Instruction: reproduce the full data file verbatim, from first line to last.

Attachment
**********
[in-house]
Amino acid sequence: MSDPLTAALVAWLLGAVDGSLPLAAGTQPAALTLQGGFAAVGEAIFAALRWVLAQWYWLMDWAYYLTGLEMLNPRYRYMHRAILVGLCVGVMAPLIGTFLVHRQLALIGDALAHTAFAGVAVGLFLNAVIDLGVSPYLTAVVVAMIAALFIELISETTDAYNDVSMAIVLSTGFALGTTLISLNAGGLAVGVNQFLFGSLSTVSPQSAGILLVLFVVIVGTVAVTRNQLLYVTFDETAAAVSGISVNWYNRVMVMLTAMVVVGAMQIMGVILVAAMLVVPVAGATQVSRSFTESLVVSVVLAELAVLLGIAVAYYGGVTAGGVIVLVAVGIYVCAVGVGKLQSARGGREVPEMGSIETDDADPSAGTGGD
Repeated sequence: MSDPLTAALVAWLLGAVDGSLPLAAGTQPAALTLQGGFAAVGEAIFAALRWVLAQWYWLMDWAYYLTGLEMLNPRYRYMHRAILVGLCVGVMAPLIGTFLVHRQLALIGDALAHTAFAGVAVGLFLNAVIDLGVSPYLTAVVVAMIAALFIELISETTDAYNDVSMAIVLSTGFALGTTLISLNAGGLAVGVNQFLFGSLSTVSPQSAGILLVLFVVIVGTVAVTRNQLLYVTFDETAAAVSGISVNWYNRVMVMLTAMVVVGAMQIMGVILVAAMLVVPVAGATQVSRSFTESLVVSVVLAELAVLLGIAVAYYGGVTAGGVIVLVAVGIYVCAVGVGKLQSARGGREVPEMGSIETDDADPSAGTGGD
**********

[in-house]
Amino acid sequence: MSDPLTAALVAWLLGAVDGSLPLAAGTQPAALTLQGGFAAVGEAIFAALRWVLAQWYWLMDWAYYLTGLEMLNPRYRYMHRAILVGLCVGVMAPLIGTFLVHRQLALIGDALAHTAFAGVAVGLFLNAVIDLGVSPYLTAVVVAMIAALFIELISETTDAYNDVSMAIVLSTGFALGTTLISLNAGGLAVGVNQFLFGSLSTVSPQSAGILLVLFVVIVGTVAVTRNQLLYVTFDETAAAVSGISVNWYNRVMVMLTAMVVVGAMQIMGVILVAAMLVVPVAGATQVSRSFTESLVVSVVLAELAVLLGIAVAYYGGVTAGGVIVLVAVGIYVCAVGVGKLQSARGGREVPEMGSIETDDADPSAGTGGD
Repeated sequence: MSDPLTAALVAWLLGAVDGSLPLAAGTQPAALTLQGGFAAVGEAIFAALRWVLAQWYWLMDWAYYLTGLEMLNPRYRYMHRAILVGLCVGVMAPLIGTFLVHRQLALIGDALAHTAFAGVAVGLFLNAVIDLGVSPYLTAVVVAMIAALFIELISETTDAYNDVSMAIVLSTGFALGTTLISLNAGGLAVGVNQFLFGSLSTVSPQSAGILLVLFVVIVGTVAVTRNQLLYVTFDETAAAVSGISVNWYNRVMVMLTAMVVVGAMQIMGVILVAAMLVVPVAGATQVSRSFTESLVVSVVLAELAVLLGIAVAYYGGVTAGGVIVLVAVGIYVCAVGVGKLQSARGGREVPEMGSIETDDADPSAGTGGD